If you are new to Extension I encourage you to seek out your local office. Extension professionals are your connection to the Land-Grant University and the research that is happening there. It is the job of my colleagues and I to help enrich your lives through a variety of youth and adult opportunities and educational efforts on a large variety of topics.

Here is a video the University of Nebraska made to commemorate the 100th anniversary of Extension!

 

 

 

 

 

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Stepping on the scale and ear piercing time!

In Nebraska it is the time of year when 4-H and FFA market beef animals are officially weighed and tagged.

In case you need a refresher, 4-H is the nation’s largest youth development and empowerment organization that reaches more than 7 million youth. In Nebraska, youth need to be 8 to 18 years of age to be in 4-H, and one in every three age eligible youth are members of 4-H! The Future Farmers of America (FFA) is also a youth organization, but for high school youth only. This organization helps in the development of leadership, personal growth, and career success. Both are excellent youth development organizations you should check out if you are not yet familiar with them.

As I was saying, market beef (market beef can be steers (males) and/or heifers (females)) weigh-in and tagging days are occurring across the state. It is important to have an “official” record of all animals (and all projects for that matter) that these youth want to exhibit at a fair or other exhibition. Since beef are the largest animal and will need the most time to grow, they are weighed and tagged earlier than the other animals youth can take (i.e. pigs, sheep, goats, rabbits, poultry).

Each beef animal receives an official ear tag. An ear tag is a flexible piece of plastic that is put in the ear as a means to identify the animal, very similar to an earring for a person. This ear tag cannot be removed (unless cut) and it is unique to the animal, meaning no other animal will have the same number. The animal will keep this tag until it is harvested for meat, or returned to a breeding herd (applies to females, aka heifers, only). Sometimes a tag can fall out or get ripped out of the ear, but for the most part the animal never looses it. (Disclaimer: I am not promoting a brand, I just wanted to show you how a beef animal is tagged.)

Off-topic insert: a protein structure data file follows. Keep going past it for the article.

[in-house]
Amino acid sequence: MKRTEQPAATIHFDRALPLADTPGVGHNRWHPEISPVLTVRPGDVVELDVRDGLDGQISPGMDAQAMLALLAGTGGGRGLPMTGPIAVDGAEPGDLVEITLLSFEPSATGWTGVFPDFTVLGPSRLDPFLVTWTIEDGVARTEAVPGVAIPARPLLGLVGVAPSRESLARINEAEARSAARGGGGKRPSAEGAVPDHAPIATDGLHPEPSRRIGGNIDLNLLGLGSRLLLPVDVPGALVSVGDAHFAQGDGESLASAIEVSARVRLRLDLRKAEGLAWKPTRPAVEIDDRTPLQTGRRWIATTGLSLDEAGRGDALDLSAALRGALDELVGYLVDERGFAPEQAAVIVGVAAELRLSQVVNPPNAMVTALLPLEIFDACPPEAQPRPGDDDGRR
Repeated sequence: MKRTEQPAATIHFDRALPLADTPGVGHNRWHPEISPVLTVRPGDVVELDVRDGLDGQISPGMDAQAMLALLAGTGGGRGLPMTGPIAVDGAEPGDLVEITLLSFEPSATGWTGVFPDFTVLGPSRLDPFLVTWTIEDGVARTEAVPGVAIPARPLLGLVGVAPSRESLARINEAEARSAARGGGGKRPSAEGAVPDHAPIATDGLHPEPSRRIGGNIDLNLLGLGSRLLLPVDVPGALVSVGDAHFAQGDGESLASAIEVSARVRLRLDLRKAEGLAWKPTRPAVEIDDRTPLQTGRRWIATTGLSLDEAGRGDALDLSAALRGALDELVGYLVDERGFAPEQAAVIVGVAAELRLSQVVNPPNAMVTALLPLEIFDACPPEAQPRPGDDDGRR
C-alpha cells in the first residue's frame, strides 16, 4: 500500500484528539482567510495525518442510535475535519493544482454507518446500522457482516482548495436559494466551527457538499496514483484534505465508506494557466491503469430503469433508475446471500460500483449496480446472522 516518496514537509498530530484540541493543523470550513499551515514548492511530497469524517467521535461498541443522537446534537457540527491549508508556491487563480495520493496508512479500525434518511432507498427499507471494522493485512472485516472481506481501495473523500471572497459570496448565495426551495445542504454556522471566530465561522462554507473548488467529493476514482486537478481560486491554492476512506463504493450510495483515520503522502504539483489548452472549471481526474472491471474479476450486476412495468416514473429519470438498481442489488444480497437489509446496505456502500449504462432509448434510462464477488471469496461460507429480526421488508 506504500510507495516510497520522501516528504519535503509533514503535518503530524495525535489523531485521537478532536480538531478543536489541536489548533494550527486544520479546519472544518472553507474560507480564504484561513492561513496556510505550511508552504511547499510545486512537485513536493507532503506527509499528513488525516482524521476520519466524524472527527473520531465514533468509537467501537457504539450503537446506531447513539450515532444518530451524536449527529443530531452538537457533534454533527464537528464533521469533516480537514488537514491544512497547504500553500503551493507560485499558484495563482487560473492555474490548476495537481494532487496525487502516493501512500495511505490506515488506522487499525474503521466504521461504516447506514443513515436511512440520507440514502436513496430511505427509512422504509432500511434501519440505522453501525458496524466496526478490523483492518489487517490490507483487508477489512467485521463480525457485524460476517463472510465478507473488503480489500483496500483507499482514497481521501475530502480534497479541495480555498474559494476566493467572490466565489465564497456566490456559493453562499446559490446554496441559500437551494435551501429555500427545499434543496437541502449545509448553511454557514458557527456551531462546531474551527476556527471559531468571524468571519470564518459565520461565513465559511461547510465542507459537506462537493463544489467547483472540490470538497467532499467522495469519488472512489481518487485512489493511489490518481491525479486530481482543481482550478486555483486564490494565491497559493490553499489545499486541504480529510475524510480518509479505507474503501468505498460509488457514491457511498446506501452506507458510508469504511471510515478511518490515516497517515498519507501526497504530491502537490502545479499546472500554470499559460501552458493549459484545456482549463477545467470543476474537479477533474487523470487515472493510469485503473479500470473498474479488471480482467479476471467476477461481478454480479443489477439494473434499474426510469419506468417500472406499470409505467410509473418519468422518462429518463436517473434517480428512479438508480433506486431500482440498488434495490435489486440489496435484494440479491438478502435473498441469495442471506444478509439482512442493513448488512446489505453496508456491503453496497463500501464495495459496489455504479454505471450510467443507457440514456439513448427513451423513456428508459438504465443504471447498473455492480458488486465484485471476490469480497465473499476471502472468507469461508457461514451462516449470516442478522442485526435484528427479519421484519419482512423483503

Other means of identification are a nose print, yes you read that right, a nose print. Just like no two people will have the same fingerprints, no no two cattle will have the same nose print. Since a nose print never changes this can be a great way to ensure the same animal that was weighed and tagged in January is being shown in July or September.

We can also pull a few hairs and follicles from the tail switch to get DNA on an animal. Like the nose print, the DNA will never change and it is a great way to also ensure that the same animal entered is the same one shown many months later. Additionally, many of the larger livestock shows require that a hair sample has been pulled on all animals entered.

Once the animal has been tagged, or identified, it is weighed. This will be the beginning weight. Today I was the official “scale master” and weighed all of the animals; the majority weighed between 500 and 800 pounds. It is important for youth to know how much their animal weighs now so they can determine how much they want their animal to weigh at fair. For example, if a steer weighed 600 pounds today (January 4) and the youth wants it to weigh 1250 on July 28; that is 205 days, and it needs to gain 650 pounds. So the youth will need to set a goal for it to gain at least 3.2 pounds a day. That goal is very obtainable. It also teaches youth management of their animal and the animal’s diet, record keeping, and goal setting.

So despite the cold temperatures, Extension folks across Nebraska and many other states are weighing and tagging beef animals in preparation for livestock shows that won’t happen for many months to come. It is all in a day’s work!

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Market beef animals waiting for their turn – many thanks to all of the volunteers and parents that helped today!

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This steer is sporting an official ear tag and is getting an official weight!

What did you do today?